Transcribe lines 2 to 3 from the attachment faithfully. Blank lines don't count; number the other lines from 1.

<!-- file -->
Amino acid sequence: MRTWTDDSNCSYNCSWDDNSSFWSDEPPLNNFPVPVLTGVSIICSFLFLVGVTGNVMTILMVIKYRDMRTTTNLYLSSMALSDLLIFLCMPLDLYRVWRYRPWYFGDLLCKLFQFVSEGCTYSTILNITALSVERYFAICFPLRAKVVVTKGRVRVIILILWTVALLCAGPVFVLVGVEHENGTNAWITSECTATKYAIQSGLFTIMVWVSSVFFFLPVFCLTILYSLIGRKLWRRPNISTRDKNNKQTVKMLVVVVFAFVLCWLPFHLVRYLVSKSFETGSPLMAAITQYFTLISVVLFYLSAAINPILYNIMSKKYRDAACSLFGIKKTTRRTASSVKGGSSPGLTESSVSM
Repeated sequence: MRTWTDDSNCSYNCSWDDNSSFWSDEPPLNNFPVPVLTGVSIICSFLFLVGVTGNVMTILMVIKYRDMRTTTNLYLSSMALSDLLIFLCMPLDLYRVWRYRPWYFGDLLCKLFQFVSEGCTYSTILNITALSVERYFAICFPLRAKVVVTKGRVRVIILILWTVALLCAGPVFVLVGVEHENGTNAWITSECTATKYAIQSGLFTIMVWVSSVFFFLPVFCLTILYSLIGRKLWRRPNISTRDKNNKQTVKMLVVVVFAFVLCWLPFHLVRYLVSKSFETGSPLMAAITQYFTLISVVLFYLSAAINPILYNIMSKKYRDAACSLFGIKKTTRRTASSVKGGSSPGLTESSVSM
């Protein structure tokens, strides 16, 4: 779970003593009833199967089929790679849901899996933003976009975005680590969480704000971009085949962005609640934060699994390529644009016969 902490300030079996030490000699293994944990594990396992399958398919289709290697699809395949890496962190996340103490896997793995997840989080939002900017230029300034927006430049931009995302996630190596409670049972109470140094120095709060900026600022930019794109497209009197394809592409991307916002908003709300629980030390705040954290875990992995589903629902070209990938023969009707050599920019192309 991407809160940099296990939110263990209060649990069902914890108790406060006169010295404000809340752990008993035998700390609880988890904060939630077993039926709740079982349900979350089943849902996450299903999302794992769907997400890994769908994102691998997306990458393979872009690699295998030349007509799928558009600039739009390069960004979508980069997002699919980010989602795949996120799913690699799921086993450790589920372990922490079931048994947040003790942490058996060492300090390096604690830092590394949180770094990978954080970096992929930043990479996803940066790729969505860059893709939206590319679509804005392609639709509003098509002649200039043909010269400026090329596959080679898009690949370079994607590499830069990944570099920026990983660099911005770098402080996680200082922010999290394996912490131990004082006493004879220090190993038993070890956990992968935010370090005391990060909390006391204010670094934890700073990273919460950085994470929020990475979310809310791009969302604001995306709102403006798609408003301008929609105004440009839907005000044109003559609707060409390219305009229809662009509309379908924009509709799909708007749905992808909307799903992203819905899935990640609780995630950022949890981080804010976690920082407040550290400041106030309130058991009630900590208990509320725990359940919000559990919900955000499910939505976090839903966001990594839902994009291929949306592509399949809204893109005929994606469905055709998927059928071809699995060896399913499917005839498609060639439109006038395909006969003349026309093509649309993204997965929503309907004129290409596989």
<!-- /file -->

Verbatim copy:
Repeated sequence: MRTWTDDSNCSYNCSWDDNSSFWSDEPPLNNFPVPVLTGVSIICSFLFLVGVTGNVMTILMVIKYRDMRTTTNLYLSSMALSDLLIFLCMPLDLYRVWRYRPWYFGDLLCKLFQFVSEGCTYSTILNITALSVERYFAICFPLRAKVVVTKGRVRVIILILWTVALLCAGPVFVLVGVEHENGTNAWITSECTATKYAIQSGLFTIMVWVSSVFFFLPVFCLTILYSLIGRKLWRRPNISTRDKNNKQTVKMLVVVVFAFVLCWLPFHLVRYLVSKSFETGSPLMAAITQYFTLISVVLFYLSAAINPILYNIMSKKYRDAACSLFGIKKTTRRTASSVKGGSSPGLTESSVSM
């Protein structure tokens, strides 16, 4: 779970003593009833199967089929790679849901899996933003976009975005680590969480704000971009085949962005609640934060699994390529644009016969 902490300030079996030490000699293994944990594990396992399958398919289709290697699809395949890496962190996340103490896997793995997840989080939002900017230029300034927006430049931009995302996630190596409670049972109470140094120095709060900026600022930019794109497209009197394809592409991307916002908003709300629980030390705040954290875990992995589903629902070209990938023969009707050599920019192309 991407809160940099296990939110263990209060649990069902914890108790406060006169010295404000809340752990008993035998700390609880988890904060939630077993039926709740079982349900979350089943849902996450299903999302794992769907997400890994769908994102691998997306990458393979872009690699295998030349007509799928558009600039739009390069960004979508980069997002699919980010989602795949996120799913690699799921086993450790589920372990922490079931048994947040003790942490058996060492300090390096604690830092590394949180770094990978954080970096992929930043990479996803940066790729969505860059893709939206590319679509804005392609639709509003098509002649200039043909010269400026090329596959080679898009690949370079994607590499830069990944570099920026990983660099911005770098402080996680200082922010999290394996912490131990004082006493004879220090190993038993070890956990992968935010370090005391990060909390006391204010670094934890700073990273919460950085994470929020990475979310809310791009969302604001995306709102403006798609408003301008929609105004440009839907005000044109003559609707060409390219305009229809662009509309379908924009509709799909708007749905992808909307799903992203819905899935990640609780995630950022949890981080804010976690920082407040550290400041106030309130058991009630900590208990509320725990359940919000559990919900955000499910939505976090839903966001990594839902994009291929949306592509399949809204893109005929994606469905055709998927059928071809699995060896399913499917005839498609060639439109006038395909006969003349026309093509649309993204997965929503309907004129290409596989």